On the surprise category, I would never write off Croatia and Ireland. One, because their younger players, led by Luka Modric and Ivan Perisic, have proven that they have enough talent to leave a mark in the Euro. The other one, because coached by Giovani Trapattoni, and unmistakably driven by their natural unwillingness to give up, can be the surprise of the toughest group, where they have also been matched with Italy and Spain.

    While Denmark and Sweeden have a good chance of being the surprise of the tournament, thanks to their young squad and passion for attractive attacking soccer, these are two teams who have failed to succeed in the last 20 years. Denmark won the 1992 Euro, totally by surprise, as they were the last team admitted to the tournament once the Former Yugoslavian republics gave up their spot after the War of the Balans erupted. Sweeden, on their part, ended up with a bronze medal in 1994’s World Cup, and crowned Thomas Brolin as a national hero. But ever since, and although both nations have put together interesting squads in the last two decades, they always seem lo leave something to be desired. Sweden, even with Zlatan Ibrahimovic’s as its biggest star, have not been main role players in the last two World Cups and Euros.

    The surprise contender will, in my mind, be France. Although many would put their money on Germany or Holland, I don’t think they could be considered as much a surprise as France would, if they turned out victorious. Les Bleus have a good enough team to battle for a spot on the final. Franck Ribery and, mostly, Karim Benzema are in tip-top shape, and Laurent Blanc has been able to build a strong team that plays an attacking style. This playing philosophy benefits the team’s stars and I’m sure they will be a great match up for any of the main contenders.

    Germany and Holland will be clear main players, but my money is still on Spain to take it all. Del Bosque’s team has now a winning mentality and a strong infrastructure that will allow them to compete at an advantage with the rest of the teams. The defensive end is superb, where the only hiccup was noticeable on the left flank. However, Jordi Alba has proven he is ready for prime time. He wants to celebrate his more than probable signing with F.C. Barcelona with a European title, and he has shown that he can be one of the best players of the tournament.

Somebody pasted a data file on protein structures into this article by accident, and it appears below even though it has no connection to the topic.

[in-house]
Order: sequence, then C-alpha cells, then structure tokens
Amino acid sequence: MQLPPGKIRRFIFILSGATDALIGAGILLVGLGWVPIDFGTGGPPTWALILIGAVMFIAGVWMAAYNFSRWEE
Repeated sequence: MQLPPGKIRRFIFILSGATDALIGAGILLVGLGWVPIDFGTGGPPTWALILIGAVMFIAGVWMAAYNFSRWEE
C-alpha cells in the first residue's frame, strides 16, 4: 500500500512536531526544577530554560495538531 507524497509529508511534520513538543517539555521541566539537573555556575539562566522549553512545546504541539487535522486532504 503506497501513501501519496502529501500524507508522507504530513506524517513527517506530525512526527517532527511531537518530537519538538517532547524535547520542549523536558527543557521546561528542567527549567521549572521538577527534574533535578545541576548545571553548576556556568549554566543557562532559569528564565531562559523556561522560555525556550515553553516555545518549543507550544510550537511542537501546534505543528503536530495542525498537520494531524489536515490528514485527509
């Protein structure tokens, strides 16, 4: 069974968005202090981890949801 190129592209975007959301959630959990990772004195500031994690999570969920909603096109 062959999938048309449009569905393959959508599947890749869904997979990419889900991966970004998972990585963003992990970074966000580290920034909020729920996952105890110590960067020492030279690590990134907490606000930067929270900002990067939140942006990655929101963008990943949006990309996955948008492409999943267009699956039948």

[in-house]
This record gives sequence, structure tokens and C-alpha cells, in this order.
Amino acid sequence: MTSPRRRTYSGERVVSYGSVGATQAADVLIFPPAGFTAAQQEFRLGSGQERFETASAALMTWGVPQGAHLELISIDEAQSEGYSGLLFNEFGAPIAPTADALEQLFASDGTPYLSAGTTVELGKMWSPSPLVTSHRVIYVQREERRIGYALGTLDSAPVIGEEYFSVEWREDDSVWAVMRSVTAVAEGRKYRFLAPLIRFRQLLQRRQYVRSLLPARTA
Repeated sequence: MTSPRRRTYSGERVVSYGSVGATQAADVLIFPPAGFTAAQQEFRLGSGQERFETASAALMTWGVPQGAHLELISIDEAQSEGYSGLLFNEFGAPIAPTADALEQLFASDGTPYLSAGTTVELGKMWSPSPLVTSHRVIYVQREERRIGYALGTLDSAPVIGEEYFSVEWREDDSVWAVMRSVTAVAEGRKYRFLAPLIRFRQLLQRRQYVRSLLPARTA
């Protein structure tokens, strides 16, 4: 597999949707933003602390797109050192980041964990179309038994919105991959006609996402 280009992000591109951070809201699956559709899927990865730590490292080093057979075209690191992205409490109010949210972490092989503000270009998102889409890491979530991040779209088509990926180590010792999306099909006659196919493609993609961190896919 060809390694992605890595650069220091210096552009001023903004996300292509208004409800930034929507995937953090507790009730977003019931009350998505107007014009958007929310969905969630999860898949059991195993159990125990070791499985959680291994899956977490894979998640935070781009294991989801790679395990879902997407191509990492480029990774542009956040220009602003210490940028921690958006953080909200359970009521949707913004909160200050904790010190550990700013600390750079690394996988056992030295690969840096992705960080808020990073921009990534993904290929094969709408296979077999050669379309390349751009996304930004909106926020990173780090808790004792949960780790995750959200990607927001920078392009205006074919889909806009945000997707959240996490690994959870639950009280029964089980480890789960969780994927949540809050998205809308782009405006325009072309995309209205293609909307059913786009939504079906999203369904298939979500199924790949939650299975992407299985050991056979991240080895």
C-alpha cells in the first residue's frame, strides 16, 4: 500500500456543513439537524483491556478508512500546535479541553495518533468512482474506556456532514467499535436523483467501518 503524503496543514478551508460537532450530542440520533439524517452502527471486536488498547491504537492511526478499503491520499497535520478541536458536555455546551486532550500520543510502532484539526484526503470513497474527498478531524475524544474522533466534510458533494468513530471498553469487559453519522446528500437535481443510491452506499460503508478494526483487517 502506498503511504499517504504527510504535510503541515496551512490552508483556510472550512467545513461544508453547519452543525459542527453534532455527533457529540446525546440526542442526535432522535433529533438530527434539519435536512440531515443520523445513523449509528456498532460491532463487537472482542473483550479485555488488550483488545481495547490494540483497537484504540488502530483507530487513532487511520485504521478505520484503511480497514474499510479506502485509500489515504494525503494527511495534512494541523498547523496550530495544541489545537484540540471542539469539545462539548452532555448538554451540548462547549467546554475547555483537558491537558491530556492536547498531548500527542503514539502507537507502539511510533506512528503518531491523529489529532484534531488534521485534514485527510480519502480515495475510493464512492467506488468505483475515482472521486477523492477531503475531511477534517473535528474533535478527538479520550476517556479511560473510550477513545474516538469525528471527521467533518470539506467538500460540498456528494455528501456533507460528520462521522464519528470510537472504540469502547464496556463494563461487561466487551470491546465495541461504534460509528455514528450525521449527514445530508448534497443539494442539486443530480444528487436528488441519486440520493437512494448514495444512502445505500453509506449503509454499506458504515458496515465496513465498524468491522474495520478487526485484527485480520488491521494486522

However, the main burden of the team’s hopes will fall on the shoulders of the team’s superstars: Andres Iniesta and David Silva. They have both finished the season with their clubs very strongly, winning the Copa del Rey with Barcelona and the Premier League with Manchester City, respectively, and seem to be a notch above the rest. If Vicente Del Bosque can find a good enough forward (Torres, Negredo or Llorente) to mesh with the rest of the midfielders (Xavi, Xabi Alonso and Busquets), the Spanish National Team will not have a hard time putting on high- quality shows as good as the ones they performed in South Africa in 2010.

    Finally, the biggest disappointment of the tournament will, most likely, end up being host nation Ukraine. This is a team full of veterans players, most of them playing locally or in the Russian league, and dangerously clinging on the old glory days of super star Andryi Shevchenko. The team has not been able to rejuvenate in time, and perhaps not having had to qualify to the tournament has probably hurt them more than it has helped them. Ukraine has not had a competitive game in two years and now, although they will have the strength of their fans behind them, it will be hard for them to really shine.

    These are my predictions and the next 4 weeks of soccer will determine how right or off I actually am. One thing is sure, Euro 2012 promises to be a great show with some of the most talented players competing for the crown held by Spain since 2008.

    Enjoy it!